japonisme: seaby & the birds

03 October 2007

seaby & the birds

Allen William Seaby, (1867-1953), Professor of Art at Reading University, was an influential exponent of Japanese style woocuts. Although primarily a printmaker, Seaby also painted in oil and watercolour and illustrated a number of bird books, including Kirman's The British Bird Book (1910-13) and The British Sporting Bird (1936).

Seaby's body of work is a fine example of the influence of Japanese printmaking in England during the 1920s and 1930s.

The British colour woodcuts ... are a Western adaptation of the 19th-century Japanese Ukiyo-e prints. They constitute a strand of the 'aesthetic dialogue' between Japan and the West that is in many ways similar to the collaboration between the Japanese potters and pioneer studio potters in Britain. Both potters and printmakers investigated and adapted the methods and philosophies of Japanese art and crafts in their own work, and both sought to learn from and exchange ideas with Japanese artists. 1

Allen Seaby was an influential exponent of the Japanese woodcut method; his bird and topographical prints often treated Western fauna and flora in a manner characteristic of so many Ukiyo-e prints of the early 19th century.

Walter J. Phillips wrote:
Some ten years ago I produced a score of bad etchings which made me, and many others I have no doubt, very unhappy. My thoughts were in color; consequently I had little sympathy with the convention of line as a means of expression; I came to abominate the cold unresponsive nature of metal, the smell of acid and oil, and the dirtiness of printing inks. I meditated sadly upon the fact that if Meryon had not become afflicted with color-blindness, he never could have forsaken canvas for copper, and that Michael Angelo must have love color, though he never had much time to pay with it, for Vasari said that he was so pleased with Martin Schongauer's print "St. Anthony tormented by the Devils" that he set himself to color it.

Then I recalled an article in "The Studio" by Allen W. Seaby on printing from wood-blocks, re-read it, and the mutation from desire to accomplishment resulted. A magazine article on such a subject may be inspiring, as this was emphatically, but its brevity precludes its use as a manual. I had, therefore, all the fun of experimenting blindly more or less, which perhaps fired my enthusiasm. Morley Fletcher's book unfortunately did not come my way until recently, or I would have been saved many pitfalls. However, he inspired Allen Seaby, who activated me, so that he merits my acknowledgements. I tender very grateful acknowledgments also to my fellow color-printers William Giles, Allen W. Seaby, Y. Urushibara, and Frances H. Gearhart, for sympathy and generous contributions in an interchange of ideas, and to the three first and to John Platt, A.J. Musgrove, and Martie Hardie of the Victoria & Albert Museum for permission to reproduce their work or prints in their possession.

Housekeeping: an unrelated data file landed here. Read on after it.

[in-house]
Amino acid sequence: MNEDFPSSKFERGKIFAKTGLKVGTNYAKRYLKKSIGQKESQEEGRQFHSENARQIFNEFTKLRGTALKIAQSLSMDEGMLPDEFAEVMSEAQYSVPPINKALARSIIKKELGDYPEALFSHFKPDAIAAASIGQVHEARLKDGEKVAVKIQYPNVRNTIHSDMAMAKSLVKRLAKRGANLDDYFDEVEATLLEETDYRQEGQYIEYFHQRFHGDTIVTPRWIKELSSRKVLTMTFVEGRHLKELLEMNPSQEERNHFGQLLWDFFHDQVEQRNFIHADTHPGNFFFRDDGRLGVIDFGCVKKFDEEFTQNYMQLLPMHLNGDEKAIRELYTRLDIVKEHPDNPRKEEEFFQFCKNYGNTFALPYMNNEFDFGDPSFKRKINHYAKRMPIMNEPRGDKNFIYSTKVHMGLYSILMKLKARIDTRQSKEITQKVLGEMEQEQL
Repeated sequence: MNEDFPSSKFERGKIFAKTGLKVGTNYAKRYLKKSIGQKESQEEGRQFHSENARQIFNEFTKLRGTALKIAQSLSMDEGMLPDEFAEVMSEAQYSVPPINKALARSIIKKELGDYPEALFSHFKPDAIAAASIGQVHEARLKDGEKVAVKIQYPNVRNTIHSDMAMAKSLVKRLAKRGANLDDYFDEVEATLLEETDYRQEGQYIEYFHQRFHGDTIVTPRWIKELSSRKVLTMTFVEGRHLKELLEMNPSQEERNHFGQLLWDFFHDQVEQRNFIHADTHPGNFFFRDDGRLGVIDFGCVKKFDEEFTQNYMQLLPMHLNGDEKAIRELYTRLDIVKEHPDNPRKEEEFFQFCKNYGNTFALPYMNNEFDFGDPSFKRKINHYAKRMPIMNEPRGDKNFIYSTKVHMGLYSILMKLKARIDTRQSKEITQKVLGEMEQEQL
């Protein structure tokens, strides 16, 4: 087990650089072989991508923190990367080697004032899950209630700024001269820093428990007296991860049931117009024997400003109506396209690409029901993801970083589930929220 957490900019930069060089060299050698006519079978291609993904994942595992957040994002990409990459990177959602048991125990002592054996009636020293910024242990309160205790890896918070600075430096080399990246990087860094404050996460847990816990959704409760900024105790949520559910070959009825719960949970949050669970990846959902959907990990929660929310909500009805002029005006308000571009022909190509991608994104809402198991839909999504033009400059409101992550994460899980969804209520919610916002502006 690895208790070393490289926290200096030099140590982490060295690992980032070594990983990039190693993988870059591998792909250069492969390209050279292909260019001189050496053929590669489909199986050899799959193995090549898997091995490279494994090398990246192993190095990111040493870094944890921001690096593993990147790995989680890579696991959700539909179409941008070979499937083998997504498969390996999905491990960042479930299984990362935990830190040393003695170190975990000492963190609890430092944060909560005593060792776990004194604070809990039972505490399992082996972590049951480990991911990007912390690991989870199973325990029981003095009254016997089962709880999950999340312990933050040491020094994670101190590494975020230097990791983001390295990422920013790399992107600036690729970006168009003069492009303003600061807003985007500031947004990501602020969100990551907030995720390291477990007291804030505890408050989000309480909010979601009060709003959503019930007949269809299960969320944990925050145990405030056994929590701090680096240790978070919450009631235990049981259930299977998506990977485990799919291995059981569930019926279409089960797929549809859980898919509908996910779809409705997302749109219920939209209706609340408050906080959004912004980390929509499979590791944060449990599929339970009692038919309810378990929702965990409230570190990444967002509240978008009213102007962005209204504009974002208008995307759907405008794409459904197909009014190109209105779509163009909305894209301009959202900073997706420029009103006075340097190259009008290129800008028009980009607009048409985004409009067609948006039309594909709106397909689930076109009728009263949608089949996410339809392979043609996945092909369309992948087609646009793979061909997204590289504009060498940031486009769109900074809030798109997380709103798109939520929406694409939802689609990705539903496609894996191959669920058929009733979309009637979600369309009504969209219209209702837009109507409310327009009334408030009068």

W. J. Phillips
Winnipeg, Feb 28. 1926.

(phillips' own woodblock manual)



Anonymous Jan de Lange (arthistorian) said...

Your blog is amazing, very interesting and a lot of good colorplates.
As an Dutch art researcher I am annotating the letters of the Dutch artist Jan Mankes (see www.mankes.nl for all his works. In one of his leetrs he writes about an article in The Studio from Allan W. Seaby. In your blog of 20 may 2009 I read a story of the artist Walter J. Philips who also was influenced by this article. Could you tell me, in what year and which nr. Seaby wrote his article, I need to read this article in order to understand what the artist Mankes meant in his letter of aug. 1913.

Sincerely yours,

Jan de Lange
RKD (Royal Dutch Institute of Arts and Archives)
The Hague



15 April, 2010 03:02  
Blogger lotusgreen said...

thanks for your kind words. looks like it could be this piece, but that issue is from 1919!

from 1926 is the mention of seaby by phillips. it's in the preface, near the bottom of the page.

15 April, 2010 12:56  
Anonymous Anonymous said...


Just discovered your site. Thank you for what
you are doing. As an old illustrator who loves
etching and wood block prints your images and
words are a treasure for me.
Thanks again...Jim

29 February, 2012 22:09  
Blogger lotusgreen said...

how very kind of you jim -- thanks. always nice to meet a kindred spirit.

01 March, 2012 08:31  

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hi, and thanks so much for stopping by. i spend all too much time thinking my own thoughts about this stuff, so please tell me yours. i thrive on the exchange!

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